9 Secrets to Better Retail Employee Management

October 02, 2019

Posted at 3:35PM • 8/05/19 • Liz Sagaser


In 2018, the average turnover for all industries in the United States was around 15 percent.

According to the National Retail Federation, the average turnover rate in the retail industry was slightly above 60 percent. #OUCH

So what does that mean to the bottom line? More than 230 million days of lost productivity and $19 billion in costs associated with recruiting, hiring, and training, according to Human Resources Today.

It’s easy to place the blame squarely on the shoulders of an employee who quit or was fired, but in order to hire, train, and support better employees, you must first look in the mirror and ask, “What can I do to be a better manager?”

 

9 Secrets to Better Retail Employee Management

Show respect to earn respect.Speak to your employees as equals, worthy of your time and concern. Employees who feel personally valued, stick around longer and work harder.

Compliment employees in public. Catch them doing something right as often as you can, and praise them in front of colleagues and customers.

Train employees in private. Give each employee time and space to ask questions and learn from mistakes — without an audience.

Encourage merchandise exploration. Invite employees to help unpack new shipments, try on apparel and accessories, and to spend time examining products throughout the store during lulls in traffic.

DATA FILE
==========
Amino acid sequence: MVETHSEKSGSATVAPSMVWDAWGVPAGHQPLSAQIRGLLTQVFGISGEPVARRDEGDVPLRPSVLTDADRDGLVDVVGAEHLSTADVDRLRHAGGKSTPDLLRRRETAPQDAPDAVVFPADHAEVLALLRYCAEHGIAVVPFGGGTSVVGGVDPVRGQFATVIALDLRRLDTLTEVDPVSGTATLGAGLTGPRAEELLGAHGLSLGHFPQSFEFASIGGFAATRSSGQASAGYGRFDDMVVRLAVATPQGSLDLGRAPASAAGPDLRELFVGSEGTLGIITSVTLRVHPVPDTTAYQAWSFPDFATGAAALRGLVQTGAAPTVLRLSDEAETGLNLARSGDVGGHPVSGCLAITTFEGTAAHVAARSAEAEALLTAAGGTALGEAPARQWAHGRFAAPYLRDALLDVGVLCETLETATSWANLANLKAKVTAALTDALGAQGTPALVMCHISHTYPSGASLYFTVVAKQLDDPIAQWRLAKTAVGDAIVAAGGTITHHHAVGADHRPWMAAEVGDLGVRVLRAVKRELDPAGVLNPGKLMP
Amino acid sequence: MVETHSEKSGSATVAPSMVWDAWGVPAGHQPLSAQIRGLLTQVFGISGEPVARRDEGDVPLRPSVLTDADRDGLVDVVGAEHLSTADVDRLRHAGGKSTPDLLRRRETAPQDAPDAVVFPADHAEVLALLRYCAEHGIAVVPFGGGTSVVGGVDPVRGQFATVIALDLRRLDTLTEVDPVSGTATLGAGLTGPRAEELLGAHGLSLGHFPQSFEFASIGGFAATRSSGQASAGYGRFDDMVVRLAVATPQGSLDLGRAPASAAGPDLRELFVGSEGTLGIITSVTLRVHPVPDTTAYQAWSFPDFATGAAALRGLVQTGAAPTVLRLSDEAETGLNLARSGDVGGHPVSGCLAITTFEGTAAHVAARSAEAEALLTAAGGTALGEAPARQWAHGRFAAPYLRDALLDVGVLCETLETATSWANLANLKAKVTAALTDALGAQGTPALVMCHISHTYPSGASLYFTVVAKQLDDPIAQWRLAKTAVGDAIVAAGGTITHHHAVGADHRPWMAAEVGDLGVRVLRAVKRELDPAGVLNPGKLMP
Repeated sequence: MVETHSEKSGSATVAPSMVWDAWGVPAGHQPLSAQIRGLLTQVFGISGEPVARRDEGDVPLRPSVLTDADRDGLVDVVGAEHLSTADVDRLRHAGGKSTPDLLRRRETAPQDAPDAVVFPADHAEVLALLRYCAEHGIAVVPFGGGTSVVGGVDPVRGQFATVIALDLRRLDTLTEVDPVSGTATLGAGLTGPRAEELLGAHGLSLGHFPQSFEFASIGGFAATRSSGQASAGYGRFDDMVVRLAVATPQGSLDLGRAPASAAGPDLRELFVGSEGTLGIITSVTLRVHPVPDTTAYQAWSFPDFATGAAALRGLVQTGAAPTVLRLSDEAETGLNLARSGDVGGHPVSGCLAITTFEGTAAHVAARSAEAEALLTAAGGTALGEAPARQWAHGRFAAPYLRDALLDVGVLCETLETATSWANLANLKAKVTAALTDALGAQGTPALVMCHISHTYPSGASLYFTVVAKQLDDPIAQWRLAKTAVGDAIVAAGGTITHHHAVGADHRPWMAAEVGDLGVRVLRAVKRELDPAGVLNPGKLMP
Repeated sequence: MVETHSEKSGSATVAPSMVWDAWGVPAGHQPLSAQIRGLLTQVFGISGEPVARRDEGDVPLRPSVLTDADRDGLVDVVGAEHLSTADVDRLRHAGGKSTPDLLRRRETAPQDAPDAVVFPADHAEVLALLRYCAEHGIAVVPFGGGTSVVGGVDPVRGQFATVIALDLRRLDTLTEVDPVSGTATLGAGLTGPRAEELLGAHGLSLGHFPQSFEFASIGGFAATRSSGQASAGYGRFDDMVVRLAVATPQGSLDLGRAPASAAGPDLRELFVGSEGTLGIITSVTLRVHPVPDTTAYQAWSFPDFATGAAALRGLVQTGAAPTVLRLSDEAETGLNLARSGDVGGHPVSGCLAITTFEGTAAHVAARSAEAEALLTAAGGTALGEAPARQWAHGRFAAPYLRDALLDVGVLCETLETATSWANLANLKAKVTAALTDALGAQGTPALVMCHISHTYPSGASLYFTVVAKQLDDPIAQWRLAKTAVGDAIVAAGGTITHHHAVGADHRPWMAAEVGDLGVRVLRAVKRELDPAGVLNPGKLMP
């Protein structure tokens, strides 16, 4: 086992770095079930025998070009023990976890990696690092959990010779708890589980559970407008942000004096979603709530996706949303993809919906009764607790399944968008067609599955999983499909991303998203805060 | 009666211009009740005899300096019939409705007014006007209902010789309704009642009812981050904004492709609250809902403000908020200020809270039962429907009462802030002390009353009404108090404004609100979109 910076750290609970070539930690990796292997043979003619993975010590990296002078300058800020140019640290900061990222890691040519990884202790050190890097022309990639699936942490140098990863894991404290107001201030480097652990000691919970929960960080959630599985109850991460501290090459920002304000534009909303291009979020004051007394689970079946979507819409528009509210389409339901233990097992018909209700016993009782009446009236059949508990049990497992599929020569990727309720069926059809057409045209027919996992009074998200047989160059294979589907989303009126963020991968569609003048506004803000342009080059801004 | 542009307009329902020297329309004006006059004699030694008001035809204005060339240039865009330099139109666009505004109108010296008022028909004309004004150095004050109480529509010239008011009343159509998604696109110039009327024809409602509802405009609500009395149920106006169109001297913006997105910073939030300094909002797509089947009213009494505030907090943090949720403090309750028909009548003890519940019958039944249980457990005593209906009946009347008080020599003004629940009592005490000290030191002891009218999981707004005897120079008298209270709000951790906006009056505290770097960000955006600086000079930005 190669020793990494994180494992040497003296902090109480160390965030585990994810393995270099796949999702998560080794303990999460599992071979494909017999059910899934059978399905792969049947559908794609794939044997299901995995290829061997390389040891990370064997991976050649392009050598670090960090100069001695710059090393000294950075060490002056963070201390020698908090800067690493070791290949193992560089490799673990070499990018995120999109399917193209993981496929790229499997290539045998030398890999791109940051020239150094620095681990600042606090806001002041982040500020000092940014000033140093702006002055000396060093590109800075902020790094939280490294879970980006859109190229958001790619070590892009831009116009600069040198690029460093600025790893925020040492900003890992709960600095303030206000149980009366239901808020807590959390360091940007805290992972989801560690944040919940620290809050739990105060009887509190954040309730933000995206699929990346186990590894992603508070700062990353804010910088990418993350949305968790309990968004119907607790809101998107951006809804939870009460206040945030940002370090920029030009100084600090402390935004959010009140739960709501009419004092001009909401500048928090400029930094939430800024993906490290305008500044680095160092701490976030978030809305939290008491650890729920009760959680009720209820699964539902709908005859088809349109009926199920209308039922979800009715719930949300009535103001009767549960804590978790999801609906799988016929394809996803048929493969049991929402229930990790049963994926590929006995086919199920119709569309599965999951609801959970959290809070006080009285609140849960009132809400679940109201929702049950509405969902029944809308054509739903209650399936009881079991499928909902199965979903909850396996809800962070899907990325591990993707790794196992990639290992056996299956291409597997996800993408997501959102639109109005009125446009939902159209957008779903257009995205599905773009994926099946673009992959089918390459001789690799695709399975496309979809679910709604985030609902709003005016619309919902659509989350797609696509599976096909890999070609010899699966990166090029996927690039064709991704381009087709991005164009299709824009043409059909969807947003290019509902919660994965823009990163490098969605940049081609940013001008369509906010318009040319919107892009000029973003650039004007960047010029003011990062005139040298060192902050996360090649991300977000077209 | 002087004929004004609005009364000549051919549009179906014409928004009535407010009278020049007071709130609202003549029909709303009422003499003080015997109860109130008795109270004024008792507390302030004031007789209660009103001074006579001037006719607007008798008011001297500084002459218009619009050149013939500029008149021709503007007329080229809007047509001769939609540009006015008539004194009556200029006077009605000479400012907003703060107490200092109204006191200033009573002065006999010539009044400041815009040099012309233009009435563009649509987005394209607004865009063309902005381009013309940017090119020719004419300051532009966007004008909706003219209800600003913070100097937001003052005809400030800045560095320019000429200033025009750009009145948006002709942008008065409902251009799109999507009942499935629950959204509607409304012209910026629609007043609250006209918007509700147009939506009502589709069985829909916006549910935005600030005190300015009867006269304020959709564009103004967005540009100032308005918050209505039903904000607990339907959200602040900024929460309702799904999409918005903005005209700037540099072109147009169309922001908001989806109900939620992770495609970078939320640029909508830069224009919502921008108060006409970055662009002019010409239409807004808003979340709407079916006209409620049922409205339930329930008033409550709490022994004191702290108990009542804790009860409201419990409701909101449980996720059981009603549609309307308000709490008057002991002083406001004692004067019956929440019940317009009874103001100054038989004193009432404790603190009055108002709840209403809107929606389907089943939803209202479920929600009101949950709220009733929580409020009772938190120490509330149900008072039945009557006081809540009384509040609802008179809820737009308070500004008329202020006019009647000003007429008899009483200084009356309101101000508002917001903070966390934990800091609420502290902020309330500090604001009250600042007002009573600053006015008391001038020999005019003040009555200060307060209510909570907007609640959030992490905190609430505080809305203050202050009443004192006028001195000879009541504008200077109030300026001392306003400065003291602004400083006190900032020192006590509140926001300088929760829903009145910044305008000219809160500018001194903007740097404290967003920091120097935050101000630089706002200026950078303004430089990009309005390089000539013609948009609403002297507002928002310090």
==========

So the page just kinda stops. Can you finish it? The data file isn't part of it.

Pay above minimum wage.We say, “You get what you pay for,” for a reason. Invest in quality, better-than-average employees for quality, better-than-average results. Turnover is expensive, and paying more for higher caliber employees is a wise choice.

Hold part-timers accountable. Just because an employee is part-time, doesn’t mean they should do the job partially. Train part-time employees to the same standards as full-time staff, and hold them to the same standards.

Ask their opinion.Employees who are encouraged to collaborate and share thoughts on new merch, or contribute ideas about events, sales promotions, or social media activities — are employees who will invest more heavily into their work, because they have a sense of ownership.

Help employees bond. Like in any work environment, not all retail employees will be BFFs, but you can help members of your team find things in common, or give them opportunities to get to know each other better. When coworkers are friends, it takes away the Us-vs-Them mentality, and makes work a more pleasant place to be.

Thoughtfully reward your employees. Pay attention to what makes your staffers smile, which restaurant they love, or whether they would appreciate movie tickets, fancy coffee, or a car wash gift card. When an employee achieves something noteworthy, makes a big sale, or goes above and beyond — reward them with something personal to their interests, not just money.

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